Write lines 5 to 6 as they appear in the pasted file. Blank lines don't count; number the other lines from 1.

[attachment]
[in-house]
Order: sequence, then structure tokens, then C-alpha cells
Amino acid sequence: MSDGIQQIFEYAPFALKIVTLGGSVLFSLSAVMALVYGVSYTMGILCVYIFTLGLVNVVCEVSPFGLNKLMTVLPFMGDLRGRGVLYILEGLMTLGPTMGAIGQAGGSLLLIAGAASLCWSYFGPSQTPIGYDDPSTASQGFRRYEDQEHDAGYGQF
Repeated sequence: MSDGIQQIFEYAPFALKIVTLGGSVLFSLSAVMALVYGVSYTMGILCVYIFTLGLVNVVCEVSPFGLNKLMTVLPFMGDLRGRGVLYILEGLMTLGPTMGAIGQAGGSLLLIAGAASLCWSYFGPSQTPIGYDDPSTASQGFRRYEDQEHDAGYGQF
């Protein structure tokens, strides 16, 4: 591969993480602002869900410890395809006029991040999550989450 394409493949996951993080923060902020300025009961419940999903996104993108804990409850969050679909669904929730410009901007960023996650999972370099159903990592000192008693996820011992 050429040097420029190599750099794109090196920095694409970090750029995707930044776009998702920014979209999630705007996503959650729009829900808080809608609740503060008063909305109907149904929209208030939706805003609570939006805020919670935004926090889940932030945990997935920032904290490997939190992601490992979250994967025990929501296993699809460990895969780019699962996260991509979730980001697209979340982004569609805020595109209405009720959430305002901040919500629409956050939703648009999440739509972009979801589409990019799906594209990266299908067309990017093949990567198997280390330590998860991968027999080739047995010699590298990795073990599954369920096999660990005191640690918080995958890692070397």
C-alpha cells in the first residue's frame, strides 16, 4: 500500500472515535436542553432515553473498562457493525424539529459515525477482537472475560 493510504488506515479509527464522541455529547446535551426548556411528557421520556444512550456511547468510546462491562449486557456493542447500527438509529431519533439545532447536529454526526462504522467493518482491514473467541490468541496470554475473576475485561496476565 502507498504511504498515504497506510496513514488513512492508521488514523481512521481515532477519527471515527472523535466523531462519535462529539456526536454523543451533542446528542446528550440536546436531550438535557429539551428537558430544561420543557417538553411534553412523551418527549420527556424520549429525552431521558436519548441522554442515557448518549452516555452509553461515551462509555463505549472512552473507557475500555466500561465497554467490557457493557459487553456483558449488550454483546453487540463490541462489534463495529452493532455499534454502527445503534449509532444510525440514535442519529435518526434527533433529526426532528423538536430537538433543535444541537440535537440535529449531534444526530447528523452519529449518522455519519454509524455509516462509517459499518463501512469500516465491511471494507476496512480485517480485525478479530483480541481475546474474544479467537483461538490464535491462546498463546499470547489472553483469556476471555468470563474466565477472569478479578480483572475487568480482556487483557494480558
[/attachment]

């Protein structure tokens, strides 16, 4: 591969993480602002869900410890395809006029991040999550989450 394409493949996951993080923060902020300025009961419940999903996104993108804990409850969050679909669904929730410009901007960023996650999972370099159903990592000192008693996820011992 050429040097420029190599750099794109090196920095694409970090750029995707930044776009998702920014979209999630705007996503959650729009829900808080809608609740503060008063909305109907149904929209208030939706805003609570939006805020919670935004926090889940932030945990997935920032904290490997939190992601490992979250994967025990929501296993699809460990895969780019699962996260991509979730980001697209979340982004569609805020595109209405009720959430305002901040919500629409956050939703648009999440739509972009979801589409990019799906594209990266299908067309990017093949990567198997280390330590998860991968027999080739047995010699590298990795073990599954369920096999660990005191640690918080995958890692070397």
C-alpha cells in the first residue's frame, strides 16, 4: 500500500472515535436542553432515553473498562457493525424539529459515525477482537472475560 493510504488506515479509527464522541455529547446535551426548556411528557421520556444512550456511547468510546462491562449486557456493542447500527438509529431519533439545532447536529454526526462504522467493518482491514473467541490468541496470554475473576475485561496476565 502507498504511504498515504497506510496513514488513512492508521488514523481512521481515532477519527471515527472523535466523531462519535462529539456526536454523543451533542446528542446528550440536546436531550438535557429539551428537558430544561420543557417538553411534553412523551418527549420527556424520549429525552431521558436519548441522554442515557448518549452516555452509553461515551462509555463505549472512552473507557475500555466500561465497554467490557457493557459487553456483558449488550454483546453487540463490541462489534463495529452493532455499534454502527445503534449509532444510525440514535442519529435518526434527533433529526426532528423538536430537538433543535444541537440535537440535529449531534444526530447528523452519529449518522455519519454509524455509516462509517459499518463501512469500516465491511471494507476496512480485517480485525478479530483480541481475546474474544479467537483461538490464535491462546498463546499470547489472553483469556476471555468470563474466565477472569478479578480483572475487568480482556487483557494480558